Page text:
Social media and the role it played in the collapse of Silicon Valley Bank
Apr 24, 2023, 8:00 PM
SALT LAKE CITY — Earlier this year, Silicon Valley Bank became the largest bank failure since 2008.
In the immediate aftermath, social media was blamed for the bankruptcy of the California-based bank. Recently, a group of professors from around the United States released a report indicating how social media can be a springboard for bank runs.
Tony Cookson, an associate professor of finance at the University of Colorado, joined Inside Sources with Boyd Matheson on Monday to discuss how social media is increasing the risk.
Matheson started off the conversation by asking, “Give us the premise in terms of what you were going after as you looked at social media and the impact it has as a bank run catalyst?”
Pointing the finger at social media
Cookson says right after the bank’s collapse, media outlets had pointed out that social media was active right before the bank run.
“So, we were actually kind of dually motivated by sort of this as well as the really long-lasting literature on bank run and where the role of communication is really important,” Cookson said.
Cookson says he and the other group of professors collected comprehensive Twitter data. With this data, they looked at the intensity of conversations around various banks in the banking industry.
“And we found that those that sort of had more intensive conversations in the months prior,” Cookson said. “Not necessarily during the run. But a couple of months earlier, were actually those that experienced the greater depth of (greater stock price losses).”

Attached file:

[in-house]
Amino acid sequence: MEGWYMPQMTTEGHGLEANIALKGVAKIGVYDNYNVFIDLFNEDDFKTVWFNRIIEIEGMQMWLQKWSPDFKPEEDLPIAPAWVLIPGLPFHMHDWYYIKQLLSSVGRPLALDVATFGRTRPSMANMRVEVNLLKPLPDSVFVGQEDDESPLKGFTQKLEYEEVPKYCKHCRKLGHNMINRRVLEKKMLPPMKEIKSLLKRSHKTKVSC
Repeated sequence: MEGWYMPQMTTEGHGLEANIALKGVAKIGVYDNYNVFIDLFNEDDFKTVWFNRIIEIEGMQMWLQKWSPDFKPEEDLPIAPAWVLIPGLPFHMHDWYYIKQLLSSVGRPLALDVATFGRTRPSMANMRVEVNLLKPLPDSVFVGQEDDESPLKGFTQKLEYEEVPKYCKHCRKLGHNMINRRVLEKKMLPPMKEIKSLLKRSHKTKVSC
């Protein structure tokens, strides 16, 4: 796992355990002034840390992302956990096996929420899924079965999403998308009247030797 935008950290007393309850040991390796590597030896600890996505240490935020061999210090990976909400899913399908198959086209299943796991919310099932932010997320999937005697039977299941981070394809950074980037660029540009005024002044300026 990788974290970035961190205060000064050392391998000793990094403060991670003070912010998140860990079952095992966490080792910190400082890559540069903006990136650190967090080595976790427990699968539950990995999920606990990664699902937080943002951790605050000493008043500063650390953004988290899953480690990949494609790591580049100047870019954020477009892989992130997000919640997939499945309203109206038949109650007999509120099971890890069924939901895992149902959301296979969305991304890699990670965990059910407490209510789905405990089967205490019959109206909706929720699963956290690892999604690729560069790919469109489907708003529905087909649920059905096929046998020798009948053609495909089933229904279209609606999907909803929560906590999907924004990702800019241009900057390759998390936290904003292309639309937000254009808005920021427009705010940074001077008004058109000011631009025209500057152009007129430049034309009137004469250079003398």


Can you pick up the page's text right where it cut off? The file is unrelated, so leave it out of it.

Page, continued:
Cookson says the research indicates social media can be a risk facing the banking industry.
“So, we sort of took that as evidence that this pre-exposure to intense conversations on Twitter is sort of a risk that sort of faces banks,” he said.
Influencing bank run at Silicon Valley Bank
Matheson asked, “So kind of describe for our listeners in terms of how that influenced what was going on and how that may have ultimately been part of the equation in terms of the run?”
Cookson says they looked at the pre-exposures a couple of months earlier. And then, the group of professors also looked at conversations a couple of days before the Silicon Valley Bank collapse.
“One thing that was kind of interesting about SVB is that their ticker was SIV,” Cookson said. “And so you could actually distinguish when investors were talking about the bank versus general conversation about where people refer to it as SVB.”
He says when they looked at the time series of events, the investment conversation happened first. The conversation then carried over into a general conversation.
“And we saw that actually people who were tweeting in that community tended to really actually amplify the stock losses during this period,” he said. “Which is notable, because bank run doesn’t happen because investors are talking about a bank. It happens because depositors are communicating with one another.”
Listen to the entire segment.
Inside Sources with Boyd Matheson can be heard weekdays from 1 p.m. to 3 p.m. on KSL NewsRadio. Users can find the show on the KSL NewsRadio website and app.
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